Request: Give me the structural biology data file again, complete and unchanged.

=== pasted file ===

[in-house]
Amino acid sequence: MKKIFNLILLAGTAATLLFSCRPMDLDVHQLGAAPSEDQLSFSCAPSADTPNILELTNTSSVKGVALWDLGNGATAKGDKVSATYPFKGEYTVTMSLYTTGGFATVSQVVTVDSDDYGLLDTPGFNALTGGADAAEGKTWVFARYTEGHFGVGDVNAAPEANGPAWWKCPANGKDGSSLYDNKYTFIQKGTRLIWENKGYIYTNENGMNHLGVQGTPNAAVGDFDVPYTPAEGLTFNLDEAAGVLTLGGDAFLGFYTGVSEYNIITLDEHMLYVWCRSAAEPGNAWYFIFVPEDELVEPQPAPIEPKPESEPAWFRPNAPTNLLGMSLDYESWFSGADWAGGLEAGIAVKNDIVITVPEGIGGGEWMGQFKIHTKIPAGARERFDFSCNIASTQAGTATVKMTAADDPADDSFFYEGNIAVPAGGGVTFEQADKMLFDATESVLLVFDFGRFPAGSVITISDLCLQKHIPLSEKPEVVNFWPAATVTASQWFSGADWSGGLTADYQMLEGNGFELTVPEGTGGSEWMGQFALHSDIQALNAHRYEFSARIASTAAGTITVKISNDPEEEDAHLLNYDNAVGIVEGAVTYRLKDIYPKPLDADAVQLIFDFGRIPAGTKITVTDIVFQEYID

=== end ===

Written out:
[in-house]
Amino acid sequence: MKKIFNLILLAGTAATLLFSCRPMDLDVHQLGAAPSEDQLSFSCAPSADTPNILELTNTSSVKGVALWDLGNGATAKGDKVSATYPFKGEYTVTMSLYTTGGFATVSQVVTVDSDDYGLLDTPGFNALTGGADAAEGKTWVFARYTEGHFGVGDVNAAPEANGPAWWKCPANGKDGSSLYDNKYTFIQKGTRLIWENKGYIYTNENGMNHLGVQGTPNAAVGDFDVPYTPAEGLTFNLDEAAGVLTLGGDAFLGFYTGVSEYNIITLDEHMLYVWCRSAAEPGNAWYFIFVPEDELVEPQPAPIEPKPESEPAWFRPNAPTNLLGMSLDYESWFSGADWAGGLEAGIAVKNDIVITVPEGIGGGEWMGQFKIHTKIPAGARERFDFSCNIASTQAGTATVKMTAADDPADDSFFYEGNIAVPAGGGVTFEQADKMLFDATESVLLVFDFGRFPAGSVITISDLCLQKHIPLSEKPEVVNFWPAATVTASQWFSGADWSGGLTADYQMLEGNGFELTVPEGTGGSEWMGQFALHSDIQALNAHRYEFSARIASTAAGTITVKISNDPEEEDAHLLNYDNAVGIVEGAVTYRLKDIYPKPLDADAVQLIFDFGRIPAGTKITVTDIVFQEYID